the islands) were shown out to around 500 nm south-southwest from
the low to near 30N (leading edge of the fetch was around 1200 nm
northwest of the islands). According to the latest altimeter
passes, seas associated with this system continue to range from 30
to 36 ft over the heart of the fetch region focused toward the
islands, which has been persistent for the past several passes
over the past 24 hrs. Despite some small differences between
solutions, the latest model guidance remains in decent agreement
with these latest satellite trends and shows this system
continuing on an east-northeast track from the Date Line early
this morning around 40N to the Gulf of Alaska through the second
half of the week.

A large west-northwest swell (290-310 deg) associated with this
system discussed above will result across the region, that should
reach the islands Thursday night, peak through the day Friday and
Friday night, then slowly ease over the weekend. Warning-level
surf and advisory-level seas will be expected Thursday night into
the weekend before trending down over exposed waters and beaches.
For timing, the ECMWF-Wave, GFS-WAVEWATCH III and ensemble mean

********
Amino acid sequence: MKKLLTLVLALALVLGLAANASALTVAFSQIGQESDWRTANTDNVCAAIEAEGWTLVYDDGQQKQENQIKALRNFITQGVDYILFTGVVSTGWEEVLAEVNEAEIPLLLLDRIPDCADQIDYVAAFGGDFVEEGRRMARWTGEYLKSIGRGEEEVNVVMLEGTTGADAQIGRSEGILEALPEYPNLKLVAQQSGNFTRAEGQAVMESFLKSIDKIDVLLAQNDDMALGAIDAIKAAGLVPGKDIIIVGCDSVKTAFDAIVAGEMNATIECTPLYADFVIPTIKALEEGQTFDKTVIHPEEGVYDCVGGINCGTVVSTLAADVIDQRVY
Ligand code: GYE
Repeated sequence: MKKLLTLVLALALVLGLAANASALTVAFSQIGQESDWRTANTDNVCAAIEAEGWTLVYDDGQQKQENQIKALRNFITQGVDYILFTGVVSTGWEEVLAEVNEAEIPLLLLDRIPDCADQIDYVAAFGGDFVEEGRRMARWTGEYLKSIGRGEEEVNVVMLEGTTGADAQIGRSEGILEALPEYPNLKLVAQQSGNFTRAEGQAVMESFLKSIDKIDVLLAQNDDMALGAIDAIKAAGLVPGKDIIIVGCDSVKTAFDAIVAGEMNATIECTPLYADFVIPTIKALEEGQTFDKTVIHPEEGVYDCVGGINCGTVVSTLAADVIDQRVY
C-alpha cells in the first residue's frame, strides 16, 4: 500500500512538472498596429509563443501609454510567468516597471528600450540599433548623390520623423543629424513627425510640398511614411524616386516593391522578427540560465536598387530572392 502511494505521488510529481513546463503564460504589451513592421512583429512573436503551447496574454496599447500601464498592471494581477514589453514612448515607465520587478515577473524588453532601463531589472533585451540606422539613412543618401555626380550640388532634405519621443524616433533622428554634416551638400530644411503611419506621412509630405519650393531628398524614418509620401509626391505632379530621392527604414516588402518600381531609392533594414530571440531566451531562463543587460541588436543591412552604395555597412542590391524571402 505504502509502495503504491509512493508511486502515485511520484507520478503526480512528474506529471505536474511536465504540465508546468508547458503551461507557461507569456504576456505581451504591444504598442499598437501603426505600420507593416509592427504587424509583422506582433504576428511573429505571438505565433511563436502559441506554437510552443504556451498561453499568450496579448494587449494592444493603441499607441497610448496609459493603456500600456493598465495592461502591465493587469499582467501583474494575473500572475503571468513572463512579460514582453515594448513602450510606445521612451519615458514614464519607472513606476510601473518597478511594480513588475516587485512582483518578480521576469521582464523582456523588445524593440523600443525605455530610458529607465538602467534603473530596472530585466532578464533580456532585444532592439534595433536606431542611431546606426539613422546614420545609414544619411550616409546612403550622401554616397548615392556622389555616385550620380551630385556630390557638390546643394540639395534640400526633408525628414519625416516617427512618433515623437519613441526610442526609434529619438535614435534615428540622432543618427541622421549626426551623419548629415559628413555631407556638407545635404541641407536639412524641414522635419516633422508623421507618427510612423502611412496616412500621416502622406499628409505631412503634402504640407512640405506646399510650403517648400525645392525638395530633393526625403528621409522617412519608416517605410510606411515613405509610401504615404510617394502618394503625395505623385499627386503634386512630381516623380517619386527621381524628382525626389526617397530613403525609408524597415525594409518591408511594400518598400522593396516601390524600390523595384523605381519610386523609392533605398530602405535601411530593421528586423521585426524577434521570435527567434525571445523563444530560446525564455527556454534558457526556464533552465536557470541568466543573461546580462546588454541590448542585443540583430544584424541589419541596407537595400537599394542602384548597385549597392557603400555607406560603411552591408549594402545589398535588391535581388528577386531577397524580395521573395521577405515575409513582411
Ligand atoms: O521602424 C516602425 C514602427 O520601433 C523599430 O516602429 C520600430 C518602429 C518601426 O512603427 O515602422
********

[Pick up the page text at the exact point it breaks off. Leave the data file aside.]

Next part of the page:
solutions all remain in close agreement and depict seas ramping up
quickly around midnight Thursday night to Small Craft Advisory
levels, peaking within the 10 to 14 ft range Friday, then slowly
easing through the weekend. A few of the ensemble solutions are
coming in slightly higher (by a couple of feet) at the northwest
buoys and converge at a peak near 15 ft Thursday night. If the
swell ends up coming in larger than predicted or later, warning-
level surf could continue into Saturday before dropping to
advisory levels along exposed north and west facing shores. Surf
should dip below advisory levels Sunday.

Local winds and seas will likely remain below advisory levels
through Friday as the ridge of high pressure north of the state
slightly weakens in response to a cold front that is forecast to
approach the region later in the week, then stall and weaken north
and northwest of the area into the upcoming weekend. Advisory-
level trade winds will return across portions of the waters over
the weekend as high pressure builds north of the state behind this

Prior to the arrival of the large swell expected Thursday night
through the weekend, surf along north and west facing shores will
hold at levels below the advisory criteria through Thursday due
to a lingering northwest swell from earlier this week.

Surf along east facing shores will remain small and choppy through
the week due to moderate to fresh onshore winds persisting. Surf
will begin to build over the weekend as the winds strengthen locally
and upstream of the islands and may near or reach advisory levels
along east facing shores by the end of the weekend and into early
next week.

A slight increase in surf along south facing shores will be possible
Thursday through Saturday due to a long-period swell (190 deg)
associated with recent activity across the southern Pacific.
In addition to this southerly swell, wrap from the previously
discussed large west-northwest swell will add to the mix by Friday
at select spots along exposed southern facing beaches.